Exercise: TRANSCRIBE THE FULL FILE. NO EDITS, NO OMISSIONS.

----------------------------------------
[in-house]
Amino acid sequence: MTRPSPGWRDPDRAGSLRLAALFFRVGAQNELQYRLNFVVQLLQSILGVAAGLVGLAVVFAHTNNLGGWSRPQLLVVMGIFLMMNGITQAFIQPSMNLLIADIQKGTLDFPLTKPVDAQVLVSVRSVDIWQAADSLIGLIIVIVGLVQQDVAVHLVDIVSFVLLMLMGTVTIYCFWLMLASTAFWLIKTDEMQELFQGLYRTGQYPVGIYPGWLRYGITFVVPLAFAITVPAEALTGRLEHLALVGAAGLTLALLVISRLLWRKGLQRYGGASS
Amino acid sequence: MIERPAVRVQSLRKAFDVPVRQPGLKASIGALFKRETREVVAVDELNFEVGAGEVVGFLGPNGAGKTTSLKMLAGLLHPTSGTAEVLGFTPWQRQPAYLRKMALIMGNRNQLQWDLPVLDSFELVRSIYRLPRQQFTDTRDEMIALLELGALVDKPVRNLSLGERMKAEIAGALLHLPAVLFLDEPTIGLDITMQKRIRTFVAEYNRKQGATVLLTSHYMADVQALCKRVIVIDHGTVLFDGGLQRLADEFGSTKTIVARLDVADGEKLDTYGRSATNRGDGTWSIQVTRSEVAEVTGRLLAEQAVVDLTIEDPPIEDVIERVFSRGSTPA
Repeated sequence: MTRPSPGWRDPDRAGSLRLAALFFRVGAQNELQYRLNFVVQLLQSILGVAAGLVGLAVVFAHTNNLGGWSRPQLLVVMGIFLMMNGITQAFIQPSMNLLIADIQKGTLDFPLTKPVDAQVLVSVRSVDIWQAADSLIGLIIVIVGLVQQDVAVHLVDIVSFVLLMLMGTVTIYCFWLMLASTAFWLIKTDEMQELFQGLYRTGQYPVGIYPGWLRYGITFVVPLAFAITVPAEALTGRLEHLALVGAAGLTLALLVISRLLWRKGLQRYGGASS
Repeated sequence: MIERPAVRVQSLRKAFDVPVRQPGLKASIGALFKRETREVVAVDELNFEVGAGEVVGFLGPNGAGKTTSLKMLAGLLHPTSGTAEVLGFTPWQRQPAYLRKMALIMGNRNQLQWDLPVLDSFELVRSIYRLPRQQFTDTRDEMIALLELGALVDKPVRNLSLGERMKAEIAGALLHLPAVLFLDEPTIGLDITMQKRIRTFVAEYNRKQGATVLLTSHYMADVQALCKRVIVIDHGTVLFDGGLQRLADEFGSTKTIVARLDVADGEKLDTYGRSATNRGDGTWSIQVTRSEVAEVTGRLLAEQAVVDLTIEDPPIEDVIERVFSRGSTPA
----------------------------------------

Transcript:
[in-house]
Amino acid sequence: MTRPSPGWRDPDRAGSLRLAALFFRVGAQNELQYRLNFVVQLLQSILGVAAGLVGLAVVFAHTNNLGGWSRPQLLVVMGIFLMMNGITQAFIQPSMNLLIADIQKGTLDFPLTKPVDAQVLVSVRSVDIWQAADSLIGLIIVIVGLVQQDVAVHLVDIVSFVLLMLMGTVTIYCFWLMLASTAFWLIKTDEMQELFQGLYRTGQYPVGIYPGWLRYGITFVVPLAFAITVPAEALTGRLEHLALVGAAGLTLALLVISRLLWRKGLQRYGGASS
Amino acid sequence: MIERPAVRVQSLRKAFDVPVRQPGLKASIGALFKRETREVVAVDELNFEVGAGEVVGFLGPNGAGKTTSLKMLAGLLHPTSGTAEVLGFTPWQRQPAYLRKMALIMGNRNQLQWDLPVLDSFELVRSIYRLPRQQFTDTRDEMIALLELGALVDKPVRNLSLGERMKAEIAGALLHLPAVLFLDEPTIGLDITMQKRIRTFVAEYNRKQGATVLLTSHYMADVQALCKRVIVIDHGTVLFDGGLQRLADEFGSTKTIVARLDVADGEKLDTYGRSATNRGDGTWSIQVTRSEVAEVTGRLLAEQAVVDLTIEDPPIEDVIERVFSRGSTPA
Repeated sequence: MTRPSPGWRDPDRAGSLRLAALFFRVGAQNELQYRLNFVVQLLQSILGVAAGLVGLAVVFAHTNNLGGWSRPQLLVVMGIFLMMNGITQAFIQPSMNLLIADIQKGTLDFPLTKPVDAQVLVSVRSVDIWQAADSLIGLIIVIVGLVQQDVAVHLVDIVSFVLLMLMGTVTIYCFWLMLASTAFWLIKTDEMQELFQGLYRTGQYPVGIYPGWLRYGITFVVPLAFAITVPAEALTGRLEHLALVGAAGLTLALLVISRLLWRKGLQRYGGASS
Repeated sequence: MIERPAVRVQSLRKAFDVPVRQPGLKASIGALFKRETREVVAVDELNFEVGAGEVVGFLGPNGAGKTTSLKMLAGLLHPTSGTAEVLGFTPWQRQPAYLRKMALIMGNRNQLQWDLPVLDSFELVRSIYRLPRQQFTDTRDEMIALLELGALVDKPVRNLSLGERMKAEIAGALLHLPAVLFLDEPTIGLDITMQKRIRTFVAEYNRKQGATVLLTSHYMADVQALCKRVIVIDHGTVLFDGGLQRLADEFGSTKTIVARLDVADGEKLDTYGRSATNRGDGTWSIQVTRSEVAEVTGRLLAEQAVVDLTIEDPPIEDVIERVFSRGSTPA